The Amherst Board of Selectmen recently approved a rental registration fee of $100 that will go into effect January 1 and will need to be renewed annually, according to Masslive. The new fee is part of a rental housing bylaw that was approved by Town Meeting back in May, but the town’s occupancy restriction seems to conflict with Massachusetts fair housing laws as it targets single and young people.
As part of the registration and permitting process, every owner of a rental property will have to submit an application to the town offices with: the name and complete contact information of landlords and managers and evidence that their property is compliant with all safety and zoning codes. A parking plan is also required under the new regulation.
There are numerous other regulations tied to this bylaw that seem prudent given the problems of a college town. Among them, according to Masslive, is an information sheet that must be provided to all new tenants regarding the local bylaws, which includes the limit of four un-related individuals that can occupy a unit.
What has not been reported or even asked of town officials is if the occupancy limit is discriminatory, as many Amherst home have more than four people in their household who are not subject to occupancy restrictions. Massachusetts Fair Housing Law prohibits discrimination based on, “race, color, religious creed, national origin, sex, age, ancestry, veteran status, sexual orientation, marital status, children, handicap or receipt of public assistance or housing subsidy in the terms, conditions or privileges of such housing, space or land, or the acquisition thereof, or in the furnishing of facilities and services in connection therewith.”
It seems to me that that Amherst’s new bylaw is discriminatory to young and single people. It could be argued that the occupancy restriction discriminates against young people and those who are not married because it creates a different standard. Of course, I am not an attorney. So the owners of the over 1,500 Amherst properties affected by this new bylaw may want to consult with their attorney regarding the fair housing issues that may arise. As a REALTOR®, the bylaw puts me in an awkward position as I am required to adhere to fair housing laws in the marketing of a property.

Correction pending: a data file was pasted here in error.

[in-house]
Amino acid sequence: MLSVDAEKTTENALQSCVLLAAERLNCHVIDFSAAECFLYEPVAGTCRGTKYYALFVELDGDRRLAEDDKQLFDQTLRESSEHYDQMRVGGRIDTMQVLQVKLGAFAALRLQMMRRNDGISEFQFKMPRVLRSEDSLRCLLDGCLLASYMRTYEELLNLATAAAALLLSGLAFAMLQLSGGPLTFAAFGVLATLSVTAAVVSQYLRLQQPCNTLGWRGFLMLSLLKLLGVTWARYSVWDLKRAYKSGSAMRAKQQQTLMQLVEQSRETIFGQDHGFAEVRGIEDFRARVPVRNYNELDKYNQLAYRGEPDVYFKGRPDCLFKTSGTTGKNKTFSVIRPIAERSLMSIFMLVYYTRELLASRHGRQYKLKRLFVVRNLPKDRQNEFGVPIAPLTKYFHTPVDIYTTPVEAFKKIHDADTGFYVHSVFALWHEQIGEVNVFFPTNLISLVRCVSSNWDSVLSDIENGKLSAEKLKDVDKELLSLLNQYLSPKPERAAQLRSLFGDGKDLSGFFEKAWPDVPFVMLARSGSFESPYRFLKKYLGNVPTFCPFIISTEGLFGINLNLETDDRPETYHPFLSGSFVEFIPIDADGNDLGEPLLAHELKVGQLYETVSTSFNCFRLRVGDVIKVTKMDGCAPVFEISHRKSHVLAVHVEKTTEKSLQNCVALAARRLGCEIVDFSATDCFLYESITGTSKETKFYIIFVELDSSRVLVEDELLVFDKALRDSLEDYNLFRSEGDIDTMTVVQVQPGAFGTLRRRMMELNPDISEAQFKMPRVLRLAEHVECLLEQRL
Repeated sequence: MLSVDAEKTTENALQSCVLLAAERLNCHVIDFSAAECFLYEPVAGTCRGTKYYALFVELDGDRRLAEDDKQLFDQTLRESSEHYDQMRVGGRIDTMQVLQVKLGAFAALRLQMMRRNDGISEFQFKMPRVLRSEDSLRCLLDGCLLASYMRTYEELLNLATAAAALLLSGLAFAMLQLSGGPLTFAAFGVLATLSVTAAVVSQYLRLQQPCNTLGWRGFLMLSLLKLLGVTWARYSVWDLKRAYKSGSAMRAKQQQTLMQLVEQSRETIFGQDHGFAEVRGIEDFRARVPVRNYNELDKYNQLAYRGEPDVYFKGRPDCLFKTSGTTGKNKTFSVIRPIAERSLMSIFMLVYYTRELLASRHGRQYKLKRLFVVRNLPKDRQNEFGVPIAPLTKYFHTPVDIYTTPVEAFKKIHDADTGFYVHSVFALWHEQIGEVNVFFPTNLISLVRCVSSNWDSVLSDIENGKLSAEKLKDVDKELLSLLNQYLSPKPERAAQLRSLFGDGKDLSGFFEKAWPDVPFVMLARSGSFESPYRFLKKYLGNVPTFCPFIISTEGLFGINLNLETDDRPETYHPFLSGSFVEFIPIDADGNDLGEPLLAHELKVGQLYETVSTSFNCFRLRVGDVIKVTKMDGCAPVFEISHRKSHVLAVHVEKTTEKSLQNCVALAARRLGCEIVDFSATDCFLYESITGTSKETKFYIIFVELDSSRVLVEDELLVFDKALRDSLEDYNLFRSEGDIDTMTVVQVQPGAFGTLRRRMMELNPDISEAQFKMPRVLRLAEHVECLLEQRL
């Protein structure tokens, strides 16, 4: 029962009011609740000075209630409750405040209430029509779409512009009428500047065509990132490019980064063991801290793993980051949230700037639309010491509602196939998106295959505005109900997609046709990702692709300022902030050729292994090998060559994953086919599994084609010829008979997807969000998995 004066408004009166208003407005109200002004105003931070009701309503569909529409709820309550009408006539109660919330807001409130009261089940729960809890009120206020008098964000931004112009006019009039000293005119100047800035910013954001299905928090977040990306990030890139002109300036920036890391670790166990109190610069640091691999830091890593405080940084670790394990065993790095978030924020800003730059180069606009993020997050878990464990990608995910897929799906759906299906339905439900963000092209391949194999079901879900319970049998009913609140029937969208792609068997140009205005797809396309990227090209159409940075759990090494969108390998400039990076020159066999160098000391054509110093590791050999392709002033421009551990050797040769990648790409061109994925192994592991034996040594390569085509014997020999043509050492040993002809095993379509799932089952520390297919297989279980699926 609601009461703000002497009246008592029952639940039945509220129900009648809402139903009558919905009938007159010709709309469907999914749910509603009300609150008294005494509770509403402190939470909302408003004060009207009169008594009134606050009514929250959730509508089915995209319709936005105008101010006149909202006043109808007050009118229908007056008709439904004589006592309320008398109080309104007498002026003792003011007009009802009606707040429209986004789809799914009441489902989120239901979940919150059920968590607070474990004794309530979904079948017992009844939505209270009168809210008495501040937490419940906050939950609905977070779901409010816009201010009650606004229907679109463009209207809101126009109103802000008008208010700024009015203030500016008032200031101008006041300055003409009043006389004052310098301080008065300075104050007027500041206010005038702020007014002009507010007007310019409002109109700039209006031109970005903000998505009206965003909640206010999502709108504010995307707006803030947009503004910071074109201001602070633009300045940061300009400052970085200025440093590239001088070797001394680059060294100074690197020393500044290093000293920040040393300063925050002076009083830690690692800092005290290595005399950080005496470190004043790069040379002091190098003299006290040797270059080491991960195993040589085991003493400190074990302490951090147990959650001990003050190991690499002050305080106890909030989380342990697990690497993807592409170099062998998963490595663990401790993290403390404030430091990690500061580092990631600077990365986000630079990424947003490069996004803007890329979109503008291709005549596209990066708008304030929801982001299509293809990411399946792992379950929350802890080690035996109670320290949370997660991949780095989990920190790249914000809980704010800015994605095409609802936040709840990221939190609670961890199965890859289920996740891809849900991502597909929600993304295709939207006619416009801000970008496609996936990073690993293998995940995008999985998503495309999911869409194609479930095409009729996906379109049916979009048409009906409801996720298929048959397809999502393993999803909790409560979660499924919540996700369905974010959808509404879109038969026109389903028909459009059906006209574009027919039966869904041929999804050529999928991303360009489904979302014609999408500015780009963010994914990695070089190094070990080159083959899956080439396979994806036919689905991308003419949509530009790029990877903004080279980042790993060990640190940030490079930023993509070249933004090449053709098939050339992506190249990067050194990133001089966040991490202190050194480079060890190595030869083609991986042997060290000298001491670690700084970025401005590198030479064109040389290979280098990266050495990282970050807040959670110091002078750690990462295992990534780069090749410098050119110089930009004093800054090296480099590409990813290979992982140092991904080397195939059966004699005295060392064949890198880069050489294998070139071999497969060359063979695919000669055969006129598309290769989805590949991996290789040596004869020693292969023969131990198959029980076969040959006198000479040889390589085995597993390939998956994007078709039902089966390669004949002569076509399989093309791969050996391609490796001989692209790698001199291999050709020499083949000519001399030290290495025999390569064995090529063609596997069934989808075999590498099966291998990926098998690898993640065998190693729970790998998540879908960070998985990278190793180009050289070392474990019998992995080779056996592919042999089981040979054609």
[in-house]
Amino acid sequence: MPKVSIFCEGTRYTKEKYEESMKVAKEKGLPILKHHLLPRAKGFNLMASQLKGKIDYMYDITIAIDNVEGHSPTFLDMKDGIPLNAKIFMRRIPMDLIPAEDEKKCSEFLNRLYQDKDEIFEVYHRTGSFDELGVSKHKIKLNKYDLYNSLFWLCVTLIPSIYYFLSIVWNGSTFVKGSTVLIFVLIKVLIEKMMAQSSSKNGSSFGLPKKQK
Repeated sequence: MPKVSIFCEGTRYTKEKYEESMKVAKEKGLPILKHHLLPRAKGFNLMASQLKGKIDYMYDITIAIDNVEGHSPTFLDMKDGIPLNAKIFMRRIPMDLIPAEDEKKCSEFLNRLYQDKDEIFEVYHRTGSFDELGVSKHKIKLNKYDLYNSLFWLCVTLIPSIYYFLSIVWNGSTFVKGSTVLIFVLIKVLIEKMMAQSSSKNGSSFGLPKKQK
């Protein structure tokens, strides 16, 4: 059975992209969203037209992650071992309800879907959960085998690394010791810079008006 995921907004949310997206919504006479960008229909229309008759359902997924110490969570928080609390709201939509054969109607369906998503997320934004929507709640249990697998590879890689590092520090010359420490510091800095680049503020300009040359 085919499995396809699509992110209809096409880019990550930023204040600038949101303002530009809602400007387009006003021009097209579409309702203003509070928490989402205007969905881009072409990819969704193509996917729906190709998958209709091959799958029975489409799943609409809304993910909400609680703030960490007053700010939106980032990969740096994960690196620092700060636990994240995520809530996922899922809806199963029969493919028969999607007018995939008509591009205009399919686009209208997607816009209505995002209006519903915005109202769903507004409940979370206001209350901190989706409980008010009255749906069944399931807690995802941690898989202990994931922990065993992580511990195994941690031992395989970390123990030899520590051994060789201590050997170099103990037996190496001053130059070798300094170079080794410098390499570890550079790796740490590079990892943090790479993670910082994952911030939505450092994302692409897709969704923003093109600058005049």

Although Amherst’s bylaw does not apply to “lodging houses”, the Boston Globe reported that the Supreme Judicial Court struck down a Worcester bylaw that sought to classify any property with four or more unrelated people as lodging houses in order to restrict occupancy, as well.
The Globe report quoted a portion of the court’s opinion: “While we recognize that the city seeks to protect student safety, and apparently regards the apartments at issue here as being the equivalent of dormitories, such concerns are better addressed through enforcement of applicable zoning ordinances and provisions of the sanitary and fire safety codes.”
Based on the court’s opinion, it seems that the town’s occupancy restriction is not the best course of action to get a handle on the problems tied to student housing and creates an unreasonable burden on students who may need more than four to occupy a house to afford the rent. They are already burdened by the incredible costs of an education. It is not the number of people who live in a house that creates the problem. It is how existing laws are enforced. The new regulation minus the occupancy restriction creates enough controls to deal with the problems of off campus student housing.
If you are planning on buying a home in the Pioneer Valley, make your first call to Michael Seward at 413-531-7129. Michael Seward is a Certified Residential Specialist, a Certified Buyers Agent, a Certified Loss Mitigation Specialist, a Certified New Homes Specialist, and Green designee of the National Association of REALTORS®.